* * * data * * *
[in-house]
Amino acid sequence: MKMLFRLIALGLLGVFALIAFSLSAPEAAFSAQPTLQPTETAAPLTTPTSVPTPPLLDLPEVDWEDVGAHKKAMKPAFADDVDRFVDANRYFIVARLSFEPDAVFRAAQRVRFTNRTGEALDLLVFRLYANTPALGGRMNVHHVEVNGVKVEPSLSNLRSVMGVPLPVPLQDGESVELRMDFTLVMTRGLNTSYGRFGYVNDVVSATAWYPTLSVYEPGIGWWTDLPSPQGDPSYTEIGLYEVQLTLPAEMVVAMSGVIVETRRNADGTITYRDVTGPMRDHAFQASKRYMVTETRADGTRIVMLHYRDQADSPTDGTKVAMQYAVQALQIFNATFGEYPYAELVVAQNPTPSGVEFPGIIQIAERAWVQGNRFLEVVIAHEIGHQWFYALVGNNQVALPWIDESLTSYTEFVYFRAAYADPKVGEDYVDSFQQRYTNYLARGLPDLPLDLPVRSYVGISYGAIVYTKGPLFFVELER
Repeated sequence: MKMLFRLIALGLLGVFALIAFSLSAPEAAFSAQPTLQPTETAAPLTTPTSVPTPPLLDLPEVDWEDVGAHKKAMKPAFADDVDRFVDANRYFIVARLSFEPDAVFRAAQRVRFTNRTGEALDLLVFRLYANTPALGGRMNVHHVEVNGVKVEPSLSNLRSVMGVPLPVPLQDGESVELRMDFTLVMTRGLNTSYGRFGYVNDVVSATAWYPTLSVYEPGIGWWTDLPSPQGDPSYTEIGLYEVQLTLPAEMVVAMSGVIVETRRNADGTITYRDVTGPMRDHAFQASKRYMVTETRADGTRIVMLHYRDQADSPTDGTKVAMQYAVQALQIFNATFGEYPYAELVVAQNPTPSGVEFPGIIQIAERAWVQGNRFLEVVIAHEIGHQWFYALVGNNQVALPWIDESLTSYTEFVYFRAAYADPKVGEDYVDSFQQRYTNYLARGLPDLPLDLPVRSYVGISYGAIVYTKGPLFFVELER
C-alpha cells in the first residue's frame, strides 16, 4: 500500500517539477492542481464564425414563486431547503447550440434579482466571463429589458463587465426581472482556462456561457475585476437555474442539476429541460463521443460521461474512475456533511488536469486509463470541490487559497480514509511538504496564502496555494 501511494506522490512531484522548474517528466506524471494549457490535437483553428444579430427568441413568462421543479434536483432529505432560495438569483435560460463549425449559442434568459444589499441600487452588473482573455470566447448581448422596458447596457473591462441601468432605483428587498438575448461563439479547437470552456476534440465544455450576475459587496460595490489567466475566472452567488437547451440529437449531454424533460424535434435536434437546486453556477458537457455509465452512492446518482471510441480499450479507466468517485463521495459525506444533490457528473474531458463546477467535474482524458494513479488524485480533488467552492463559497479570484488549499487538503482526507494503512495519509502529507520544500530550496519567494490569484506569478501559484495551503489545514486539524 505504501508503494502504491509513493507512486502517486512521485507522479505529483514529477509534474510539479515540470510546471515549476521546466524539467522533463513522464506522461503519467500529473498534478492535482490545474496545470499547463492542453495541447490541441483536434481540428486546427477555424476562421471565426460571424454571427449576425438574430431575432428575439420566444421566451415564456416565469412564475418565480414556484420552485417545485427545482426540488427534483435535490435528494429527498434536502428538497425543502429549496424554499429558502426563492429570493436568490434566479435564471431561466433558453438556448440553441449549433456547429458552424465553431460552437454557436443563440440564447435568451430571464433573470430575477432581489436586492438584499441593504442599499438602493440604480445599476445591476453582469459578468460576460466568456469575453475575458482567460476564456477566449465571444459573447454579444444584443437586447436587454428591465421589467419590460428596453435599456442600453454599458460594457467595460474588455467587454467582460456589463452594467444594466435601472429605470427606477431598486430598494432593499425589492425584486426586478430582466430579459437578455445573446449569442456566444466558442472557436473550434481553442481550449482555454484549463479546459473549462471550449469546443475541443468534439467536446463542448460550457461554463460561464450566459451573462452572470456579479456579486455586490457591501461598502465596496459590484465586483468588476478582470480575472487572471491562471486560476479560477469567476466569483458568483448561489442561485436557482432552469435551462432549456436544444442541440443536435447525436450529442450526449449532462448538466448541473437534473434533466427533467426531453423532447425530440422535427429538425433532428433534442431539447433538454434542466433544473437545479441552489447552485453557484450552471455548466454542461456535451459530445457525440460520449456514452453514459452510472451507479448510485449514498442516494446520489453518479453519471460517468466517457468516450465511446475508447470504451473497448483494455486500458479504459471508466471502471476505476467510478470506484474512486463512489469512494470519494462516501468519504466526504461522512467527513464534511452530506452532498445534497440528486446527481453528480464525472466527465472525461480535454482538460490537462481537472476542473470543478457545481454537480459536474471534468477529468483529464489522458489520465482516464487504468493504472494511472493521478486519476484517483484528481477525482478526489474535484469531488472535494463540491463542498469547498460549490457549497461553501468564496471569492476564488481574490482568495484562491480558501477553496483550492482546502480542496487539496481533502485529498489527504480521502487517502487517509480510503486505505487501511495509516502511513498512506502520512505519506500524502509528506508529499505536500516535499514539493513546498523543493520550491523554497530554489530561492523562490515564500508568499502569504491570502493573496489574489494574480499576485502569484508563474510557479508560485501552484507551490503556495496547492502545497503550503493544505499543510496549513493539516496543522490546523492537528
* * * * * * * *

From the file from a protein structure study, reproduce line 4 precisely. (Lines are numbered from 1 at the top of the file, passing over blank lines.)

C-alpha cells in the first residue's frame, strides 16, 4: 500500500517539477492542481464564425414563486431547503447550440434579482466571463429589458463587465426581472482556462456561457475585476437555474442539476429541460463521443460521461474512475456533511488536469486509463470541490487559497480514509511538504496564502496555494 501511494506522490512531484522548474517528466506524471494549457490535437483553428444579430427568441413568462421543479434536483432529505432560495438569483435560460463549425449559442434568459444589499441600487452588473482573455470566447448581448422596458447596457473591462441601468432605483428587498438575448461563439479547437470552456476534440465544455450576475459587496460595490489567466475566472452567488437547451440529437449531454424533460424535434435536434437546486453556477458537457455509465452512492446518482471510441480499450479507466468517485463521495459525506444533490457528473474531458463546477467535474482524458494513479488524485480533488467552492463559497479570484488549499487538503482526507494503512495519509502529507520544500530550496519567494490569484506569478501559484495551503489545514486539524 505504501508503494502504491509513493507512486502517486512521485507522479505529483514529477509534474510539479515540470510546471515549476521546466524539467522533463513522464506522461503519467500529473498534478492535482490545474496545470499547463492542453495541447490541441483536434481540428486546427477555424476562421471565426460571424454571427449576425438574430431575432428575439420566444421566451415564456416565469412564475418565480414556484420552485417545485427545482426540488427534483435535490435528494429527498434536502428538497425543502429549496424554499429558502426563492429570493436568490434566479435564471431561466433558453438556448440553441449549433456547429458552424465553431460552437454557436443563440440564447435568451430571464433573470430575477432581489436586492438584499441593504442599499438602493440604480445599476445591476453582469459578468460576460466568456469575453475575458482567460476564456477566449465571444459573447454579444444584443437586447436587454428591465421589467419590460428596453435599456442600453454599458460594457467595460474588455467587454467582460456589463452594467444594466435601472429605470427606477431598486430598494432593499425589492425584486426586478430582466430579459437578455445573446449569442456566444466558442472557436473550434481553442481550449482555454484549463479546459473549462471550449469546443475541443468534439467536446463542448460550457461554463460561464450566459451573462452572470456579479456579486455586490457591501461598502465596496459590484465586483468588476478582470480575472487572471491562471486560476479560477469567476466569483458568483448561489442561485436557482432552469435551462432549456436544444442541440443536435447525436450529442450526449449532462448538466448541473437534473434533466427533467426531453423532447425530440422535427429538425433532428433534442431539447433538454434542466433544473437545479441552489447552485453557484450552471455548466454542461456535451459530445457525440460520449456514452453514459452510472451507479448510485449514498442516494446520489453518479453519471460517468466517457468516450465511446475508447470504451473497448483494455486500458479504459471508466471502471476505476467510478470506484474512486463512489469512494470519494462516501468519504466526504461522512467527513464534511452530506452532498445534497440528486446527481453528480464525472466527465472525461480535454482538460490537462481537472476542473470543478457545481454537480459536474471534468477529468483529464489522458489520465482516464487504468493504472494511472493521478486519476484517483484528481477525482478526489474535484469531488472535494463540491463542498469547498460549490457549497461553501468564496471569492476564488481574490482568495484562491480558501477553496483550492482546502480542496487539496481533502485529498489527504480521502487517502487517509480510503486505505487501511495509516502511513498512506502520512505519506500524502509528506508529499505536500516535499514539493513546498523543493520550491523554497530554489530561492523562490515564500508568499502569504491570502493573496489574489494574480499576485502569484508563474510557479508560485501552484507551490503556495496547492502545497503550503493544505499543510496549513493539516496543522490546523492537528